I’m not sure what it is about religious belief that robs you of any sense of irony, but that phenomenon is fairly well-documented. Religious people seem to lack the God-given ability to self-examine and see yourself as others see you, which is problematic because most of the rest of us see you as sanctimonious jerks (which is, I suppose, a charge commonly leveled at atheists, so maybe that’s not fair of me to say. SEE HOW IT’S DONE, RELIGIOUS PEOPLE?)
What really doesn’t make sense, however, is the complete loss of a sense of historical perspective that seems to be associated with fervent religious belief. For some reason, they keep falling in the same hole over and over again:
Christian groups have condemned a provocative Spanish play about Jesus called Golgota Picnic (Golgotha Picnic), due to premiere in France. Street protests are planned when the play is performed in the southern city of Toulouse, before moving on to the capital Paris. While urging restraint, Toulouse’s Catholic archbishop said the play “fouled the faith of many believers”.
I mean, haven’t we already done this? Didn’t we do this like… 3 months ago? And wait… didn’t we do the exact same story only 4 months before that? I mean, I could keep writing this stuff again and again, but after a while it kind of gets boring making the same points. Censorship of blasphemy doesn’t create less blasphemy. If anything it makes it more attractive and popular. There are things that are actually worth getting upset about in your own organization. Log in your own eye, speck in others’. Art is supposed to be subversive. Blah blah blah. C’mon guys, get hip to it!
It’s a little weird, now that I think of it, that this is happening in France, where they killed a bunch of their priests for wielding too much power and generally opposing people’s freedoms. If there’s any confusion, I’m against killing priests – just want to state that for the record. As the son of a former priest, I recognize that they’re not all bad people – most of them are just regular people with shitty beliefs.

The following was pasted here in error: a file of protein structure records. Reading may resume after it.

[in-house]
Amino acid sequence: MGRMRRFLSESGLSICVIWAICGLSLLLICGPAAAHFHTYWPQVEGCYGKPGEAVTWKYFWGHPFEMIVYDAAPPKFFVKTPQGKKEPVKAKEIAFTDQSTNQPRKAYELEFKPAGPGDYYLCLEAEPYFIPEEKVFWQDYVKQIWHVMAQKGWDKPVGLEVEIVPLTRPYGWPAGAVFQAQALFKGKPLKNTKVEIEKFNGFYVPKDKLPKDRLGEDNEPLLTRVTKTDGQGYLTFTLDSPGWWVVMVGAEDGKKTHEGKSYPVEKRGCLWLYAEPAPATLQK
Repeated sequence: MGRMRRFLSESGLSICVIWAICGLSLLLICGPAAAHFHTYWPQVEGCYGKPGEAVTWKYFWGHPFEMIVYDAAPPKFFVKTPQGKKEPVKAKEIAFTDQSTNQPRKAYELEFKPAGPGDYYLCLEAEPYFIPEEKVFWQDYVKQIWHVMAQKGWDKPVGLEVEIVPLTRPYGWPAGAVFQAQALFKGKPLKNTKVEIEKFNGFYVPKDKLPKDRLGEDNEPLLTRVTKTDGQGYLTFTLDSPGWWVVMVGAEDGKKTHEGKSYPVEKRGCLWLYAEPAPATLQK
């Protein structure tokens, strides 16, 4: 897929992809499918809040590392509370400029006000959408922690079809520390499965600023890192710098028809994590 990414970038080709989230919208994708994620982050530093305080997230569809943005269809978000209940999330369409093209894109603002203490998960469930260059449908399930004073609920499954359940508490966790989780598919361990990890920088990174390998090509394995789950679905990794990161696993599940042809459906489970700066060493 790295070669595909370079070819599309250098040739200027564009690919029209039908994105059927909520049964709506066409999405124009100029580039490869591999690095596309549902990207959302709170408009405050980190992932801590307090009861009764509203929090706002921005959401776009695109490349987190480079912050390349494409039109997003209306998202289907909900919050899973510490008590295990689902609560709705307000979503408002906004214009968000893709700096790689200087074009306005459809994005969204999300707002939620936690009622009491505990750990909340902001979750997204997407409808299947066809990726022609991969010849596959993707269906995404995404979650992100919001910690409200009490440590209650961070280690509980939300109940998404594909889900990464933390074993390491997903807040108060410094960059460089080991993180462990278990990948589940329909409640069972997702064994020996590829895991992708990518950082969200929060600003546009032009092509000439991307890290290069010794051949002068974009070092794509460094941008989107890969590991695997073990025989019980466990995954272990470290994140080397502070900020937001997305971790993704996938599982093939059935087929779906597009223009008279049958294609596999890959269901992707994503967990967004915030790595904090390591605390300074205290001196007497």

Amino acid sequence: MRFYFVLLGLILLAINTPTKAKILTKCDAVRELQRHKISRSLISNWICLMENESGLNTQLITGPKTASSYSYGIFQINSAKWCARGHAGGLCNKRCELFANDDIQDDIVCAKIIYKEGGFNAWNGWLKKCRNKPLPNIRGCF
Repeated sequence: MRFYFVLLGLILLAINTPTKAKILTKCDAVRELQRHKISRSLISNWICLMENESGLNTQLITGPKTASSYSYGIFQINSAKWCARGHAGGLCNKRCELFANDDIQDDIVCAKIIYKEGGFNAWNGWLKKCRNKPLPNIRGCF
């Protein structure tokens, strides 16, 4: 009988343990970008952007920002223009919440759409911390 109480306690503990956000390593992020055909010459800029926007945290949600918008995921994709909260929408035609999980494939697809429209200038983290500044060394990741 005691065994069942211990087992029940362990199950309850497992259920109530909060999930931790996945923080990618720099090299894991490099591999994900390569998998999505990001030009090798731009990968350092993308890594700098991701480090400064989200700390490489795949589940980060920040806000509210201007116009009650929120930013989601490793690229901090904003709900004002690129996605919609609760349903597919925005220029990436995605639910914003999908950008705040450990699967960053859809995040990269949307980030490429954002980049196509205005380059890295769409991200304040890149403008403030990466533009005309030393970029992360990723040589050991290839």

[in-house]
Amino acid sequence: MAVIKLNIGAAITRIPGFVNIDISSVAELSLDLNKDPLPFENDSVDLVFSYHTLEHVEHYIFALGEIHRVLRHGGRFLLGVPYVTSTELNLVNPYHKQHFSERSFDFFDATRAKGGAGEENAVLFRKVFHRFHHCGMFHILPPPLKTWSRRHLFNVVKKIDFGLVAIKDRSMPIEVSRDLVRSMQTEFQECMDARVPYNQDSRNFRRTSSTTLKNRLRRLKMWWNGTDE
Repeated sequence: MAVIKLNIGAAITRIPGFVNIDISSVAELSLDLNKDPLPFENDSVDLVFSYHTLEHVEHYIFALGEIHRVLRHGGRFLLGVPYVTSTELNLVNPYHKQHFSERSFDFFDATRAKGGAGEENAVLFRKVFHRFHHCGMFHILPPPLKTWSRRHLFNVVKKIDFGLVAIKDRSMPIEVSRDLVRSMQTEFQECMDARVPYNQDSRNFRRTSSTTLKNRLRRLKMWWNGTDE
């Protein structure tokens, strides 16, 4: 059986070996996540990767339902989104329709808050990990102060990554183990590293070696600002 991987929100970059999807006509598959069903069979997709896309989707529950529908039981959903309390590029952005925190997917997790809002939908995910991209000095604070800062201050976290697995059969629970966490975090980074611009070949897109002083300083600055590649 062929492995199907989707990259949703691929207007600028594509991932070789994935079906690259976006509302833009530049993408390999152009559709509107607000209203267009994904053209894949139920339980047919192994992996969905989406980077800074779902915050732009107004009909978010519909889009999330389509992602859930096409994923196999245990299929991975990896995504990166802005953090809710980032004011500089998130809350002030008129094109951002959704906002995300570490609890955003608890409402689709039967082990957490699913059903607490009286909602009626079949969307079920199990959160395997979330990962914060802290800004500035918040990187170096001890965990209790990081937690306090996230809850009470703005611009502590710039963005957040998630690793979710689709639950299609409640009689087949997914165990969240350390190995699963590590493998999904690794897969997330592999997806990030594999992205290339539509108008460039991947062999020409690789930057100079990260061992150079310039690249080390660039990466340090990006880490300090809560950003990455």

I shouldn’t beat up on the religious so much in this particular piece though, because at least a couple of them show signs that they ‘get it’:
In a message carried by the Toulouse diocesan website, Archbishop Monsignor Robert Le Gall said: “Mr Rodrigo Garcia wants to denounce forcefully all forms of fundamentalism and rebel against an all-powerful God he has feared since childhood – that is not the God Christians proclaim…
Good work, Monsignor. Pivot the issue and make this about ‘good Christians’ versus ‘bad Christians’, and then say something like “Catholics should join the artist in condemning the religious over-reach we see all too often from zealous fundamentalist organizations.” Finish with an invitation for the artist to visit your church, say two Hail Mary’s, and get home in time for a nice lunch. Oh wait… there’s more?
“Is it right to foul the faith of many believers, to attack them in their devotion to Christ? I do not think so.”
Aww shucks. You were so close, until you gave away the game by saying essentially “I don’t recognize this ‘God’ you speak of… and how dare you mock me for believing in him!”
If I ever get really desperate for cash and lose any sense of moral restraint, I swear I could sell my services as a spin doctor for the Catholic Church. ‘Cause seriously, they guys they’ve got doing it now? Yikes…
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